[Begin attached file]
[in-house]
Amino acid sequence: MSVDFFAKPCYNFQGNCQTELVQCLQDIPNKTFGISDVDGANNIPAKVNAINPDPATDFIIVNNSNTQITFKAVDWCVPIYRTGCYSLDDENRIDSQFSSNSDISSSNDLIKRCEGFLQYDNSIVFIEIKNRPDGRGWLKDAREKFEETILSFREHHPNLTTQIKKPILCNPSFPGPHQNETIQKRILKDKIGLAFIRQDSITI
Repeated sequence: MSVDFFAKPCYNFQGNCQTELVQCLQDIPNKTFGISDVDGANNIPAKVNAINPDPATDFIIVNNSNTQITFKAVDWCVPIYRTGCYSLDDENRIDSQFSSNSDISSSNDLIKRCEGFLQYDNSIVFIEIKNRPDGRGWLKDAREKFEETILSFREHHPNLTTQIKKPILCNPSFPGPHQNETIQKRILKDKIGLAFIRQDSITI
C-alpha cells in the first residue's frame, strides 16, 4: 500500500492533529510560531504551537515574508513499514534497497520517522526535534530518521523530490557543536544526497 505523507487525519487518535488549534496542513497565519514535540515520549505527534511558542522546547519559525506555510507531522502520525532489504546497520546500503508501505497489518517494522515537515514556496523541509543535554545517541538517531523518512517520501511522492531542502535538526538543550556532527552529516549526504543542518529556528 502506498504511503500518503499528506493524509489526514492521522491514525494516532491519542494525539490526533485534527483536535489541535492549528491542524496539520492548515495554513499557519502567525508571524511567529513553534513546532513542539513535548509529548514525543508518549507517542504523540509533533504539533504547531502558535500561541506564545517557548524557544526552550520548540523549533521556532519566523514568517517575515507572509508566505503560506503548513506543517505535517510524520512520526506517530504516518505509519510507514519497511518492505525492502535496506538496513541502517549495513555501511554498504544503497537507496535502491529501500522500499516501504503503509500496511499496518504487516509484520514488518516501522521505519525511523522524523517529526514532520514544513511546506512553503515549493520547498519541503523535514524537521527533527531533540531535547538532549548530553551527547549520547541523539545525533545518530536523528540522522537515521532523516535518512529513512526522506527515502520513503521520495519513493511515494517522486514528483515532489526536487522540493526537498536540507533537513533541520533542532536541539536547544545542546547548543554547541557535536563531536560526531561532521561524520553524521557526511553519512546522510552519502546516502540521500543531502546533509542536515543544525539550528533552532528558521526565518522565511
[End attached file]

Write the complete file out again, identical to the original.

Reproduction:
[in-house]
Amino acid sequence: MSVDFFAKPCYNFQGNCQTELVQCLQDIPNKTFGISDVDGANNIPAKVNAINPDPATDFIIVNNSNTQITFKAVDWCVPIYRTGCYSLDDENRIDSQFSSNSDISSSNDLIKRCEGFLQYDNSIVFIEIKNRPDGRGWLKDAREKFEETILSFREHHPNLTTQIKKPILCNPSFPGPHQNETIQKRILKDKIGLAFIRQDSITI
Repeated sequence: MSVDFFAKPCYNFQGNCQTELVQCLQDIPNKTFGISDVDGANNIPAKVNAINPDPATDFIIVNNSNTQITFKAVDWCVPIYRTGCYSLDDENRIDSQFSSNSDISSSNDLIKRCEGFLQYDNSIVFIEIKNRPDGRGWLKDAREKFEETILSFREHHPNLTTQIKKPILCNPSFPGPHQNETIQKRILKDKIGLAFIRQDSITI
C-alpha cells in the first residue's frame, strides 16, 4: 500500500492533529510560531504551537515574508513499514534497497520517522526535534530518521523530490557543536544526497 505523507487525519487518535488549534496542513497565519514535540515520549505527534511558542522546547519559525506555510507531522502520525532489504546497520546500503508501505497489518517494522515537515514556496523541509543535554545517541538517531523518512517520501511522492531542502535538526538543550556532527552529516549526504543542518529556528 502506498504511503500518503499528506493524509489526514492521522491514525494516532491519542494525539490526533485534527483536535489541535492549528491542524496539520492548515495554513499557519502567525508571524511567529513553534513546532513542539513535548509529548514525543508518549507517542504523540509533533504539533504547531502558535500561541506564545517557548524557544526552550520548540523549533521556532519566523514568517517575515507572509508566505503560506503548513506543517505535517510524520512520526506517530504516518505509519510507514519497511518492505525492502535496506538496513541502517549495513555501511554498504544503497537507496535502491529501500522500499516501504503503509500496511499496518504487516509484520514488518516501522521505519525511523522524523517529526514532520514544513511546506512553503515549493520547498519541503523535514524537521527533527531533540531535547538532549548530553551527547549520547541523539545525533545518530536523528540522522537515521532523516535518512529513512526522506527515502520513503521520495519513493511515494517522486514528483515532489526536487522540493526537498536540507533537513533541520533542532536541539536547544545542546547548543554547541557535536563531536560526531561532521561524520553524521557526511553519512546522510552519502546516502540521500543531502546533509542536515543544525539550528533552532528558521526565518522565511